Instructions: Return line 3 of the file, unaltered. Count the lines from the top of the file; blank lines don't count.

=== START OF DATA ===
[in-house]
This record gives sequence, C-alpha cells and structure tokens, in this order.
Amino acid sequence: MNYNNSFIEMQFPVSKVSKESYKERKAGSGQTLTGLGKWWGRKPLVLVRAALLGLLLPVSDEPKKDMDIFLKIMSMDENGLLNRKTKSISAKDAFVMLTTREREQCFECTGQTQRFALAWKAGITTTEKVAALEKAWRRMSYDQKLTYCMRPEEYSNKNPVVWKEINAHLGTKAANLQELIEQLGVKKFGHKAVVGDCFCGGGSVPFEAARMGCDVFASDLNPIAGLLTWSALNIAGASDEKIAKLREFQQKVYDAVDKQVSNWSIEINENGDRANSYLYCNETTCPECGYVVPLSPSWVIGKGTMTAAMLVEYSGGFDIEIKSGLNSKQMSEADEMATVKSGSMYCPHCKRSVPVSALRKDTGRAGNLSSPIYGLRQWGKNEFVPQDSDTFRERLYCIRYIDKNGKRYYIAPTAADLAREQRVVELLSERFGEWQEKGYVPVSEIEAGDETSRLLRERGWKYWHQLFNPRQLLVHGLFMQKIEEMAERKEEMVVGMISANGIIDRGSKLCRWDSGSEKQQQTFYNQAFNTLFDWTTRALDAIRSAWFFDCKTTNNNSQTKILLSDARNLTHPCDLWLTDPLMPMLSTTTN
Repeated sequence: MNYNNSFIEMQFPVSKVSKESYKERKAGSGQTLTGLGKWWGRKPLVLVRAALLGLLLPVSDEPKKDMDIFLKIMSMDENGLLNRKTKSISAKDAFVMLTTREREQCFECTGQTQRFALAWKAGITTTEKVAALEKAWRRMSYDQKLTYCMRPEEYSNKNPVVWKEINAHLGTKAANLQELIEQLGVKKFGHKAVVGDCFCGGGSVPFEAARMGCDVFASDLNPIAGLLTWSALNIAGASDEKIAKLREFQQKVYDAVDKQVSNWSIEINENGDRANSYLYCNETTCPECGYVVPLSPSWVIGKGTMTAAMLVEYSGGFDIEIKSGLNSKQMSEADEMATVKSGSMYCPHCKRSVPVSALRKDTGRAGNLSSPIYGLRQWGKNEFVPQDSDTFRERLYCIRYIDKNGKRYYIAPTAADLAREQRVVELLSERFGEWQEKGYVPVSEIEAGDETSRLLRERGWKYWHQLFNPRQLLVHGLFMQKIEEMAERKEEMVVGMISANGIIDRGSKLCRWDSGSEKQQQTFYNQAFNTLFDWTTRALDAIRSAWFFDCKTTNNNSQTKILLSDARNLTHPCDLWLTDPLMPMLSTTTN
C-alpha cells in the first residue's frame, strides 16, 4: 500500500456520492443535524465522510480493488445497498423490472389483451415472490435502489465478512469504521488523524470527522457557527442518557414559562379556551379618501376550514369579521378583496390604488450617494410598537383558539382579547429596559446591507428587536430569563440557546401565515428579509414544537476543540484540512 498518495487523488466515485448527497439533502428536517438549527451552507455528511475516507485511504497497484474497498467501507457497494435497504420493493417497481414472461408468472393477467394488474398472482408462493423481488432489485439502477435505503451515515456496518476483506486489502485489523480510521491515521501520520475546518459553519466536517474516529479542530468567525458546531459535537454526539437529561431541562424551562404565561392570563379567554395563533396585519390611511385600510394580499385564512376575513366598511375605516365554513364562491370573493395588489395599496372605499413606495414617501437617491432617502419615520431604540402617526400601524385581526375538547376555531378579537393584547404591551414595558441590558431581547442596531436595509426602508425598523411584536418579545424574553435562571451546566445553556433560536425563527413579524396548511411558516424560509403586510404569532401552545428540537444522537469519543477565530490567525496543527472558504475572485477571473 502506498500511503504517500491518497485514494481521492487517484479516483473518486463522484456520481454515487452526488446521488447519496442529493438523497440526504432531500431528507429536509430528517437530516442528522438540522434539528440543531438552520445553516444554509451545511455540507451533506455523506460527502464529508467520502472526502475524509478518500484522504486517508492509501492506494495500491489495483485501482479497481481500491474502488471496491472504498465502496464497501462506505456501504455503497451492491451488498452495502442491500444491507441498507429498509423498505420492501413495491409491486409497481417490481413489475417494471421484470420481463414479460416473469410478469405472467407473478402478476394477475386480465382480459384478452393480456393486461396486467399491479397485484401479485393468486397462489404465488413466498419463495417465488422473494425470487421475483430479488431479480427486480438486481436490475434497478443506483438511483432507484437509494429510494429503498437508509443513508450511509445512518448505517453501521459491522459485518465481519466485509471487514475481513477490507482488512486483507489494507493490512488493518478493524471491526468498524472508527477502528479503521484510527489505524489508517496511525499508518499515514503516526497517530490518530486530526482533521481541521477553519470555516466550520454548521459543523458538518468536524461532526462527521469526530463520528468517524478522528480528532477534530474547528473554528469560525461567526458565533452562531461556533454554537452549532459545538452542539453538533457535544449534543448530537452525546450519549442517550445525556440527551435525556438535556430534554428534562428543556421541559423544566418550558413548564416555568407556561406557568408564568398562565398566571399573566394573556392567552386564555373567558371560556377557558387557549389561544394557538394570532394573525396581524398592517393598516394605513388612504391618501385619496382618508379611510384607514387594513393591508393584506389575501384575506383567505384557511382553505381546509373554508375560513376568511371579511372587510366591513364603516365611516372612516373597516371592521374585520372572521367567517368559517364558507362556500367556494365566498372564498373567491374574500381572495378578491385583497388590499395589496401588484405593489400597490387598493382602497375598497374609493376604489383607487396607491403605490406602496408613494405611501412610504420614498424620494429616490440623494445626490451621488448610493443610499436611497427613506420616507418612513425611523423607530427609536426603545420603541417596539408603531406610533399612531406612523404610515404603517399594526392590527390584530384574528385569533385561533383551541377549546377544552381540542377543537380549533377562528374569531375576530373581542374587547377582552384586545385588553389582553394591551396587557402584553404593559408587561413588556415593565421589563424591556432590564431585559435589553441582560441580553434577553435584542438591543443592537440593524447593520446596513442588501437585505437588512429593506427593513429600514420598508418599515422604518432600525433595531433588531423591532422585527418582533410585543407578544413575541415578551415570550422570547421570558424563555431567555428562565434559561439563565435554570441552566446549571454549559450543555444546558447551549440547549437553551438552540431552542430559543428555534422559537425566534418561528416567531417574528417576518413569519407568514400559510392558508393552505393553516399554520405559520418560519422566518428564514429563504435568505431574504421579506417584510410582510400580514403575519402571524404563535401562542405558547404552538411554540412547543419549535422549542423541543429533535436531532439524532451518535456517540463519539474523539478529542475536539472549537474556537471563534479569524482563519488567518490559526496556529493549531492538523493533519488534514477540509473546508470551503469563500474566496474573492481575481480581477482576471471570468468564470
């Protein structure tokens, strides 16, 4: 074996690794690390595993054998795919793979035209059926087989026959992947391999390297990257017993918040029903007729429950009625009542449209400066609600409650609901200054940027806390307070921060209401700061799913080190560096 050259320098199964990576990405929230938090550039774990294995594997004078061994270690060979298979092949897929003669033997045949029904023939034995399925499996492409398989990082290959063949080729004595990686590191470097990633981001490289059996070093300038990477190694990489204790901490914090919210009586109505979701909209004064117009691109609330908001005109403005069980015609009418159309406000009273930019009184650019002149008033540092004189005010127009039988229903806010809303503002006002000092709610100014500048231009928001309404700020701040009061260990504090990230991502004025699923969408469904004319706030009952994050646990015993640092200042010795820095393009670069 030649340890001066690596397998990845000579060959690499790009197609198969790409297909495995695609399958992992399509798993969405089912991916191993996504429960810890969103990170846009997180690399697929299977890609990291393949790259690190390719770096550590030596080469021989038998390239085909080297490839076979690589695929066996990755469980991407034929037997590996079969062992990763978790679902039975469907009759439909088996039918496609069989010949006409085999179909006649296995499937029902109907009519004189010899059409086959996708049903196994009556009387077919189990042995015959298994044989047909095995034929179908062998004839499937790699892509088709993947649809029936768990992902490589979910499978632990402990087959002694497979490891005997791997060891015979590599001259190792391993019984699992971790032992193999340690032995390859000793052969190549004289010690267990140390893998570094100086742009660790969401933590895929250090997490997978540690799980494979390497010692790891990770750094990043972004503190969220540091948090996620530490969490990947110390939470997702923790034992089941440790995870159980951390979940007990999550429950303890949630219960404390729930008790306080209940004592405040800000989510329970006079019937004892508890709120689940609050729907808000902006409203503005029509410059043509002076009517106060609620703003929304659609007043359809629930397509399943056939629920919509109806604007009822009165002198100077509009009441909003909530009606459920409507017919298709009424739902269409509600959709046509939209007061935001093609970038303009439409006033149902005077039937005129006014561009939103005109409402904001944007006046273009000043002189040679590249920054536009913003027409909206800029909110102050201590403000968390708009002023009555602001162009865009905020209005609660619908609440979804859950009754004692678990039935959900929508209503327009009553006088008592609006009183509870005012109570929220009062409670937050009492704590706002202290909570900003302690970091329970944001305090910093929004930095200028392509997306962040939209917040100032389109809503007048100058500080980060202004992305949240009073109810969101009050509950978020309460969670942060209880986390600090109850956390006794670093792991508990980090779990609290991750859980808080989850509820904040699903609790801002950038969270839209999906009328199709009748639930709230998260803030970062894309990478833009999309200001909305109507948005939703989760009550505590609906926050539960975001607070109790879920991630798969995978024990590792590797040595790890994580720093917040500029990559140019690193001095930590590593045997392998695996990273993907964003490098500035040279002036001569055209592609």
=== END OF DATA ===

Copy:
Amino acid sequence: MNYNNSFIEMQFPVSKVSKESYKERKAGSGQTLTGLGKWWGRKPLVLVRAALLGLLLPVSDEPKKDMDIFLKIMSMDENGLLNRKTKSISAKDAFVMLTTREREQCFECTGQTQRFALAWKAGITTTEKVAALEKAWRRMSYDQKLTYCMRPEEYSNKNPVVWKEINAHLGTKAANLQELIEQLGVKKFGHKAVVGDCFCGGGSVPFEAARMGCDVFASDLNPIAGLLTWSALNIAGASDEKIAKLREFQQKVYDAVDKQVSNWSIEINENGDRANSYLYCNETTCPECGYVVPLSPSWVIGKGTMTAAMLVEYSGGFDIEIKSGLNSKQMSEADEMATVKSGSMYCPHCKRSVPVSALRKDTGRAGNLSSPIYGLRQWGKNEFVPQDSDTFRERLYCIRYIDKNGKRYYIAPTAADLAREQRVVELLSERFGEWQEKGYVPVSEIEAGDETSRLLRERGWKYWHQLFNPRQLLVHGLFMQKIEEMAERKEEMVVGMISANGIIDRGSKLCRWDSGSEKQQQTFYNQAFNTLFDWTTRALDAIRSAWFFDCKTTNNNSQTKILLSDARNLTHPCDLWLTDPLMPMLSTTTN